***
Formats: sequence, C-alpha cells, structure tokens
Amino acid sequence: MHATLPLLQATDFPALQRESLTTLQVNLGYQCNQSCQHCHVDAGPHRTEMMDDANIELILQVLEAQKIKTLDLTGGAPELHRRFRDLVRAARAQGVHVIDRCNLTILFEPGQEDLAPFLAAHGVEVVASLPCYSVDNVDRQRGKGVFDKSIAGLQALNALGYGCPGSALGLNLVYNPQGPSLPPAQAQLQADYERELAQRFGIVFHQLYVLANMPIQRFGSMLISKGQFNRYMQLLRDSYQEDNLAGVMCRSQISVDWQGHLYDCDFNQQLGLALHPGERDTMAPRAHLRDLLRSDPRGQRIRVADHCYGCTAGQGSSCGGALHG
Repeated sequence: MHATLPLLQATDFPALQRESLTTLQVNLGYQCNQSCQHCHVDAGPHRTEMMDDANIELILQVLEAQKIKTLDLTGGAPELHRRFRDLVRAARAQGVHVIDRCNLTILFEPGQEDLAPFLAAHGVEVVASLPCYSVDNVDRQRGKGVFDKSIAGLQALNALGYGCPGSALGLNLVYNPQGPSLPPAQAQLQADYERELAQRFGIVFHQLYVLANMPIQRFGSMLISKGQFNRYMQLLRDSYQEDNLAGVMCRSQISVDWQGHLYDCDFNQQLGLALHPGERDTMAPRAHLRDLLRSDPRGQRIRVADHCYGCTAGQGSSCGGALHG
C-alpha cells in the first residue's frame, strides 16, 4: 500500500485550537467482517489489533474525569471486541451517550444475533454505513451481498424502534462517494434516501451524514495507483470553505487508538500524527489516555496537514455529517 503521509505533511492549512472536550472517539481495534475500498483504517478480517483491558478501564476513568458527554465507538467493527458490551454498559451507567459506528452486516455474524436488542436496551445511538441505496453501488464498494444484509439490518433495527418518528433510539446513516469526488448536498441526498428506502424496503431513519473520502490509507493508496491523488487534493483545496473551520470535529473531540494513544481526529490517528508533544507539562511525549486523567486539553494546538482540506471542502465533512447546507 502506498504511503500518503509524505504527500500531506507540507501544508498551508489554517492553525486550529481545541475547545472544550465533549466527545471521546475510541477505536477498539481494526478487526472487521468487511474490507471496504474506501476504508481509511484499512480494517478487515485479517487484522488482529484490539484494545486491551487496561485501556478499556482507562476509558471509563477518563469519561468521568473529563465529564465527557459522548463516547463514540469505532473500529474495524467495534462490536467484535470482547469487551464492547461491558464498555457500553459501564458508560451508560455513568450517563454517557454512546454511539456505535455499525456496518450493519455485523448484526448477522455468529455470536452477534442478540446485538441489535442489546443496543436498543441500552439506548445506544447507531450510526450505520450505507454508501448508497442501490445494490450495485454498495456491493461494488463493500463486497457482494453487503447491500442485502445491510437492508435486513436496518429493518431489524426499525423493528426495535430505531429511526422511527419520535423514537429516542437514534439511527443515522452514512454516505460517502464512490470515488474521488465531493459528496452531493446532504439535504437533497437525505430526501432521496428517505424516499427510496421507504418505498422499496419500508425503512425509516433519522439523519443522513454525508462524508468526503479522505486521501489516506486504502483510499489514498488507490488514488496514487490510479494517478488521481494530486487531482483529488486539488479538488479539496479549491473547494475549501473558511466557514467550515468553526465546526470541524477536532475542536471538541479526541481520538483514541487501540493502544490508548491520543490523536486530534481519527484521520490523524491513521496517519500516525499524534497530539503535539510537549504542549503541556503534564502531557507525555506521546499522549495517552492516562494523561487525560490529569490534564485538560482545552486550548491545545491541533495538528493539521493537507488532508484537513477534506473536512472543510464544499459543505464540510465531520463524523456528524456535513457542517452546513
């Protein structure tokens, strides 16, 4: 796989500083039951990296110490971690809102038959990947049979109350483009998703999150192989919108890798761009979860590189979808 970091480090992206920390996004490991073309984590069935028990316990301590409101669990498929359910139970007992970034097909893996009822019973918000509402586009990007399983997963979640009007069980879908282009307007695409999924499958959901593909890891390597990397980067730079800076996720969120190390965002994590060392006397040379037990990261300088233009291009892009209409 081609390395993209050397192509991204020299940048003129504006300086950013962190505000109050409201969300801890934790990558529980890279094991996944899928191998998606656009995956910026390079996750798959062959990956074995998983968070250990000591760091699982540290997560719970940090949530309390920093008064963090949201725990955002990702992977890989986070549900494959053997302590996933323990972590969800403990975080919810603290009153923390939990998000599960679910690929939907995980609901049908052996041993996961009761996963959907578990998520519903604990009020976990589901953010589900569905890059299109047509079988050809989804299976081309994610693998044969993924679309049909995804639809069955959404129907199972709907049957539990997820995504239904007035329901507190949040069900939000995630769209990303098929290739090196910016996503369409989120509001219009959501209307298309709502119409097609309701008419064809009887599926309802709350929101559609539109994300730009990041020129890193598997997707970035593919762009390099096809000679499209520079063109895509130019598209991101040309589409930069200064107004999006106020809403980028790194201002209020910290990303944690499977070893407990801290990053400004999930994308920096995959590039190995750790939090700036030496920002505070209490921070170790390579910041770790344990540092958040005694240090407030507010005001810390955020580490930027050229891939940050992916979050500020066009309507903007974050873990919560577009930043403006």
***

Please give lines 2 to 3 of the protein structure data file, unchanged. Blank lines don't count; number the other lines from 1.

Amino acid sequence: MHATLPLLQATDFPALQRESLTTLQVNLGYQCNQSCQHCHVDAGPHRTEMMDDANIELILQVLEAQKIKTLDLTGGAPELHRRFRDLVRAARAQGVHVIDRCNLTILFEPGQEDLAPFLAAHGVEVVASLPCYSVDNVDRQRGKGVFDKSIAGLQALNALGYGCPGSALGLNLVYNPQGPSLPPAQAQLQADYERELAQRFGIVFHQLYVLANMPIQRFGSMLISKGQFNRYMQLLRDSYQEDNLAGVMCRSQISVDWQGHLYDCDFNQQLGLALHPGERDTMAPRAHLRDLLRSDPRGQRIRVADHCYGCTAGQGSSCGGALHG
Repeated sequence: MHATLPLLQATDFPALQRESLTTLQVNLGYQCNQSCQHCHVDAGPHRTEMMDDANIELILQVLEAQKIKTLDLTGGAPELHRRFRDLVRAARAQGVHVIDRCNLTILFEPGQEDLAPFLAAHGVEVVASLPCYSVDNVDRQRGKGVFDKSIAGLQALNALGYGCPGSALGLNLVYNPQGPSLPPAQAQLQADYERELAQRFGIVFHQLYVLANMPIQRFGSMLISKGQFNRYMQLLRDSYQEDNLAGVMCRSQISVDWQGHLYDCDFNQQLGLALHPGERDTMAPRAHLRDLLRSDPRGQRIRVADHCYGCTAGQGSSCGGALHG